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Weapons of Mass Destruction (WMD)


SCUD-B Shahab-1

© Charles P. Vick 2007 All Rights Reserved

February 01, 2007

Disclaimer

The opinions and evaluations stated here in are only the authors and cannot be construed to reflect those of any Government agency, company, institute or association. It is based on public information, circumstantial evidence, informed speculation, declassified U.S. intelligence community documents, official Iranian and North Korean government documents and histories, oral histories, interviews and reverse engineering analysis. As with all data regarding the Iranian and North Korean strategic space and ballistic missile programs, this analysis is subject to revision--and represents a work in progress.

SCUD-B, Shahab-1

Iran is believed to have acquired four Scud launchers and 54 missiles from Libya and Syria in 1985-86. The 300-km range of this missile permitted strikes around Baghdad, 130 km from the Iranian border. Tehran began using the Scuds against Iraq in March 1985, and one analyst estimated that Iran fired fourteen Scuds at Iraqi cities during that year. More Scud-Bs were acquired, according to a detailed South Korean magazine report, in a $5 million armaments deal with North Korea. Among the items reportedly purchased were 90-100 Scud-B missiles. "The delivery of the missiles is believed to have begun immediately after the conclusion of the contract [June 1987] and was completed by the beginning of 1988" (Kugbanggwa Kisul, Sept 89, No. 127, FBIS-EAS 29 Nov 89).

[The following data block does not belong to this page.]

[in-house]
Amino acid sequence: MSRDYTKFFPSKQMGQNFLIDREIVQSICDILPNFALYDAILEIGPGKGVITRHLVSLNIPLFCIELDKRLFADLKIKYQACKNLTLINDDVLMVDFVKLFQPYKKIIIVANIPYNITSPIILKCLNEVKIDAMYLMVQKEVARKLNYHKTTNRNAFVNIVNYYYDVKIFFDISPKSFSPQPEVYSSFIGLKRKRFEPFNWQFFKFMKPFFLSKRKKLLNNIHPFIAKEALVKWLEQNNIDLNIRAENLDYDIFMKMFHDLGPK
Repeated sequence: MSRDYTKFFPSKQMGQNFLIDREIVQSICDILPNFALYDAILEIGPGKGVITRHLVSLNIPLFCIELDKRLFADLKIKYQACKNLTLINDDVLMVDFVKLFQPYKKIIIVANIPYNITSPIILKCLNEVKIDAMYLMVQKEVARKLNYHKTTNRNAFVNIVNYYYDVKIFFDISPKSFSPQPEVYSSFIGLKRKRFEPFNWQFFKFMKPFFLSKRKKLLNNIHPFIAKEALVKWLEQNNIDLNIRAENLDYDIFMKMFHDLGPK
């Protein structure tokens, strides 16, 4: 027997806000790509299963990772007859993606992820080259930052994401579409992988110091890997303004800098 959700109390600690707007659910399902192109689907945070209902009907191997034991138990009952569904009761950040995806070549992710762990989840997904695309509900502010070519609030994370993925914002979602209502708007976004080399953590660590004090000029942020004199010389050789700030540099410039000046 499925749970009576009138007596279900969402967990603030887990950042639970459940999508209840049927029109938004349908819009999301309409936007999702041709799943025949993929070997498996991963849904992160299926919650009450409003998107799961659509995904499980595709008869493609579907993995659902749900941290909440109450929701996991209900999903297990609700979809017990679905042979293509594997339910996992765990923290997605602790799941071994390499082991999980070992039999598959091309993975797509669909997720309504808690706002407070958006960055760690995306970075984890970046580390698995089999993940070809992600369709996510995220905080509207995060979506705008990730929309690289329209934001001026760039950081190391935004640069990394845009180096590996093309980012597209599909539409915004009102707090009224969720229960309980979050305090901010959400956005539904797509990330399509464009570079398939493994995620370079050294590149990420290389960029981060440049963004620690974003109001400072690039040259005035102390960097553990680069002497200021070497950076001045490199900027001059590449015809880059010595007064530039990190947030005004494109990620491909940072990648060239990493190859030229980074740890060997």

Iran received more than 200 Scuds directly from the Soviet Union. In return, the USSR was allegedly permitted to establish an electronic listening post in northern Iran. The high level of anti-Soviet rhetoric coming out of Iran in 1987 makes it seem doubtful that any missiles were transferred, directly at least, from Moscow to Tehran. That Iran did receive large numbers of Scuds is certain; in the "war of the cities" with Iraq from 1985 to 1988, Iran fired a number of Scud-B missiles variously estimated at between "nearly 100" and exactly 231(Zaloga, "Ballistic missiles in the Third World").

According to the 1995 Jane's Intelligence Review - Special Report No. 6 on Iran's weapons, Iran's present missile inventory includes 15 transporter-erector-launchers and 250-300 Scud-Bs, all of which were bought from North Korea. Special Report No. 6 also concluded that North Korea helped build a "Scud Mod B" (320 km/1000 kg) assembly plant in Iran in 1988, but that the plant apparently never manufactured any missiles.




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